Just One Of The Guys: An 80s Stealth-Feminist Sex Comedy (Updated)


Welcome to Girls On Film, in which we rewatch the campy and occasionally wonderful movies of our youths. This week: Just One Of The Guys, the 1985 crossdressing teen comedy that seamlessly integrated boob shots and gender discrimination critiques.

On first glance, there is absolutely no reason to believe that Just One Of The Guys is going to be worth anything beyond “so bad it’s good” attention. But upon further inspection, this movie — written by two guys, and directed by a woman, Lisa Gottlieb — that absolutely no one took seriously when it came out (and which was on TV all the time when many of us were growing up) deserves another look. While some of the acting is undeniably godawful, it pulls off its bawdy update of the classic cross-dressing comedy with some positive, and dare I say it, feminist messages. Is it about gender discrimination? Sublimated homosexuality? The experience of being trans? Or just teenagers getting laid?

Terry is a pretty, popular suburban teenager — who also happens to want to be a newspaper journalist. But when she enters a school contest to get an internship at a local paper, she’s passed over for two guys and told by her journalism teacher that she should consider being a model instead. “Why, because a pretty girl can’t possibly have a brain?” she shoots back.

Whoa. Did they just slip workplace discrimination into teen fluff and not back away from it? The mind reels.

It doesn’t stop for Terry when she goes home and is told by her boyfriend that her job aspirations should be a hobby, and then finds her horny little brother’s room festooned with Playboy centerfolds. “You guys think beautiful women are nothing but decoration!” she complains. Her brother insists that it’s more than that — one of them reads Vonnegut in her bubble bath. It’s like this is secretly a sophisticated movie!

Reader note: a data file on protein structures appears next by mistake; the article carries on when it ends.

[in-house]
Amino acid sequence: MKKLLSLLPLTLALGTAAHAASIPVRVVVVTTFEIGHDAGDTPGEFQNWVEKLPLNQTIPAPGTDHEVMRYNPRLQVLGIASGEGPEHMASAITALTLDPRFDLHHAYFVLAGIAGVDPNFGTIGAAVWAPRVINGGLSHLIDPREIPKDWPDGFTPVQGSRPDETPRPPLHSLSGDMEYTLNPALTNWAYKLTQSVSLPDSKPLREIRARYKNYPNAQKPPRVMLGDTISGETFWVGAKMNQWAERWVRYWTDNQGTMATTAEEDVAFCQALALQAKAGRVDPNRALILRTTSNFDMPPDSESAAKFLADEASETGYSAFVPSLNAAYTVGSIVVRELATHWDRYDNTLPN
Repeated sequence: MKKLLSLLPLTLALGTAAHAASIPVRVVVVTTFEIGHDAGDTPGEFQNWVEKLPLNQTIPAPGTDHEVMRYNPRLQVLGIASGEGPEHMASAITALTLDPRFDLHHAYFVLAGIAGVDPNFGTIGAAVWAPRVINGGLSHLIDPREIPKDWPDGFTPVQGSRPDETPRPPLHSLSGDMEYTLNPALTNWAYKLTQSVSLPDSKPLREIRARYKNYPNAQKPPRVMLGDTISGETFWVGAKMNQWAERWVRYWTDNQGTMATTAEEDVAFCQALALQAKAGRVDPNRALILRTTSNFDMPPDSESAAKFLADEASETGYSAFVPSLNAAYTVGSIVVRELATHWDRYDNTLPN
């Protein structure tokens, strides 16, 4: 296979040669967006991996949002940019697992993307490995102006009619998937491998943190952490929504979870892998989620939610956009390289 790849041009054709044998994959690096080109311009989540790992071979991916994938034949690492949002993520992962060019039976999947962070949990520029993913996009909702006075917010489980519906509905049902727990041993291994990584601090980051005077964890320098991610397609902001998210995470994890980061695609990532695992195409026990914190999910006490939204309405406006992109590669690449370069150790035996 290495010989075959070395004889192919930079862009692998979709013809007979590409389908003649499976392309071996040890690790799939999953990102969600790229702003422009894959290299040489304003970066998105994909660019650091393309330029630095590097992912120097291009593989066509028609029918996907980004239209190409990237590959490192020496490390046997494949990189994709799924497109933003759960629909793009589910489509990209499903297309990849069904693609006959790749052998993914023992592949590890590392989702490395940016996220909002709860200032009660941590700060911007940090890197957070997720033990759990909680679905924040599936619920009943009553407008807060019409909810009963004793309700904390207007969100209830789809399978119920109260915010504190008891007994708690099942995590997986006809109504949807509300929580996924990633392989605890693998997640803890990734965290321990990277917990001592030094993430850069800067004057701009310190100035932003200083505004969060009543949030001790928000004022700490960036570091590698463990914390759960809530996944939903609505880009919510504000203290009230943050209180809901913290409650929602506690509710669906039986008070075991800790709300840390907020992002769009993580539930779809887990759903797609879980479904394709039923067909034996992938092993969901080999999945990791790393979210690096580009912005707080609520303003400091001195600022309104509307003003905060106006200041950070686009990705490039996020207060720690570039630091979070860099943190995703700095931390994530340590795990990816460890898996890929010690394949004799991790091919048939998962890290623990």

“It’s as if women’s lib never existed,” Terry says. Her brother replies, “Today’s woman has the freedom to be just as sick and perverted as us guys.”

Terry decides to go undercover at a neighboring school and enter the same internship contest with the same story, this time dressed as a boy. Here, her brother obligingly teaches her how to be a man: Take up space and scratch your balls.

But of course, when Terry enrolls in her new school (her absence from her actual school somehow going unnoted) she falls for Rick, a nerdy social outcast whom she promptly gives a makeover. Another reversal: the dude gets made over. Terry’s own male styling is referred to in the movie as Elvis Costello-like; it’s a smart choice for androgyny. This scene is surprisingly layered; set in the bathroom, a loaded and potentially terrifying place for the interactions of actual trans people, it’s the first time we see Terry touch Rick out of her growing attraction, and then realize she’s violated the codes of male bonding.

Another complication: a sexually assertive girl who doesn’t care how small Terry’s penis is. And (spoiler!) who never quite gets slut-shamed.

Warning: NSFW at about 1:20 in.
Like many teen movies, this one culminates at the prom. But the scene is slightly different: Terry gets caught in the crossfire between Rick’s date and her bully ex-boyfriend, and then her own boyfriend shows up. At which point Rick is totally fine with her being gay. He’s less fine with her having “tits.” (Why no binding? In any case, this scene — so hot for basic cable! — burned itself in my childhood brain.)

Will Rick get over his feelings of betrayal? Well, all it takes is time and Terry finally scoring an article in that paper — about what she learned posing as a guyl. At first, it seems as if this happy-ending scene — in which Rick likes her as long as she wears a dress and lets him call the shots and drive the car — is about restoring things to their natural order — which is to say, man on top. But then her brother Buddy scurries onto a random chick’s motorcycle, and I suspect the filmmakers are just fucking with us.

In the end, Terry’s thesis that she would get taken seriously if she were a man isn’t exactly validated by the movie — when she submits the same piece as a boy, she’s still told it’s not quite good enough. Meanwhile, her male alter ego actually lacks the same social power she commanded at her old school, especially because boy Terry is no one’s idea of macho, and the new school is dominated by one of those blonde, preppy villains 80s movies enshrined. Girl Terry had a boyfriend who looks a little bit like that villain; boy Terry has to sympathize with the shy nerds, eventually falling in love with one music-obsessed outcast (but after she gives him a makeover). The experience of transforming herself through a radical change in perspective ultimately nets her professional and personal success. Who knew it was possible to have both — and in an 80s teen movie, no less?

Next Week: Dirty Dancing.

Update: Please welcome Just One Of The Guys director Lisa Gottlieb, who is now registered as a commenter and is happy to answer your questions about the movie!

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